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Speakers’ Club celebrates Mickey Mouse

We talked about Mickey Mouse, his place in cinematic history and what he has meant to the success of companies and stars. But the most exciting part of the evening was that we drew Mickey Mouse. The following two photos are included because one shows the Mickey Mice… Mouses… drawings better and the other two show the faces of the students better. Be sure to check out the lesson plan for more info on Mickey Mouse!

Happy Birthday, Mickey Mouse!

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Speakers’ Club Nov. 17, 2018

Speakers’ Club Nov. 17, 2018

The Rules?

Win, Lose or Draw: https://youtu.be/Q5O7rCQaVDw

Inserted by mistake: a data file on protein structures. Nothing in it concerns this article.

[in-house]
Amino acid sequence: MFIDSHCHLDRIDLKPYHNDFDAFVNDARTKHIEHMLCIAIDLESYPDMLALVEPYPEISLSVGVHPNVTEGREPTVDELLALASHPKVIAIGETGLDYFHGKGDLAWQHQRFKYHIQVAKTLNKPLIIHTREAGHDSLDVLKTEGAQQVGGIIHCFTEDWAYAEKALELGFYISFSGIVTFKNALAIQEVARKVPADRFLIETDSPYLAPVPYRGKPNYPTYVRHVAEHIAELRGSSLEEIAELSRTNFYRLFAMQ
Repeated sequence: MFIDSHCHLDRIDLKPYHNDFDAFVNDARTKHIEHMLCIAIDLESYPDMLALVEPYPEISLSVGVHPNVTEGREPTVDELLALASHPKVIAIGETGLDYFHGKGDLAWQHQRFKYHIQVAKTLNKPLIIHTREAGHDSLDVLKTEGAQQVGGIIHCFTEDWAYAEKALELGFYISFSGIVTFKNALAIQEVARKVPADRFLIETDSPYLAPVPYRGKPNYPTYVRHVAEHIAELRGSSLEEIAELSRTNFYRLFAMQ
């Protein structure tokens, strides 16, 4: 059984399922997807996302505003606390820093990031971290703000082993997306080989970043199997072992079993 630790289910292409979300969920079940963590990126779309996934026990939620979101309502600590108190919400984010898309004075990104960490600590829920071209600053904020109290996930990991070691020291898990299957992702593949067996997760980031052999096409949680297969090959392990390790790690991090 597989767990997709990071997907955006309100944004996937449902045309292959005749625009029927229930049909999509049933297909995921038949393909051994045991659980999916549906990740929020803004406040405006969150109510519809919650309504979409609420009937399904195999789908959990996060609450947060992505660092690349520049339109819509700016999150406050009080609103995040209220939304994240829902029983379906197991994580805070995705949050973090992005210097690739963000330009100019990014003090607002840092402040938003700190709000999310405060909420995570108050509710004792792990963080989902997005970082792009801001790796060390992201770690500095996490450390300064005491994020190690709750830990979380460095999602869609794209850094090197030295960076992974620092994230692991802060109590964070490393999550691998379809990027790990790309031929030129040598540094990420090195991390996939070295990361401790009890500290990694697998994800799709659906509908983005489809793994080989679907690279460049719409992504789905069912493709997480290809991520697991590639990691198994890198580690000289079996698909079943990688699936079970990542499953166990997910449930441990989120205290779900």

Three of these things: https://youtu.be/pzVbRmrc9-Q

Your questions?

Baby It’s Cold Outside: https://youtu.be/hnH_RGyzbSU

Do You Hear What I Hear? https://youtu.be/Cm8goTp16js

Who has a birthday on November 18?

Steamboat Willie: https://youtu.be/BBgghnQF6E4

The first fully synchronized sound cartoon, 1928

The Lionel Caboose and the Mickey Mouse Watch Ingersoll, 1930s

The Band Concert, Mickey’s first color cartoon, 1935: https://youtu.be/qLbmWE-0Rmk

Fantasia, 1940: https://youtu.be/3hKgEylk8ks

Mickey Mouse Club, 1955: https://youtu.be/qq6Kgf6Tnus

Stars from the Mickey Mouse Club, 1990s: https://youtu.be/J0vjHWrYL7g

How to Draw Mickey Mouse: https://youtu.be/R-JFC6cyTmc

America?

New Year’s Eve?

Book?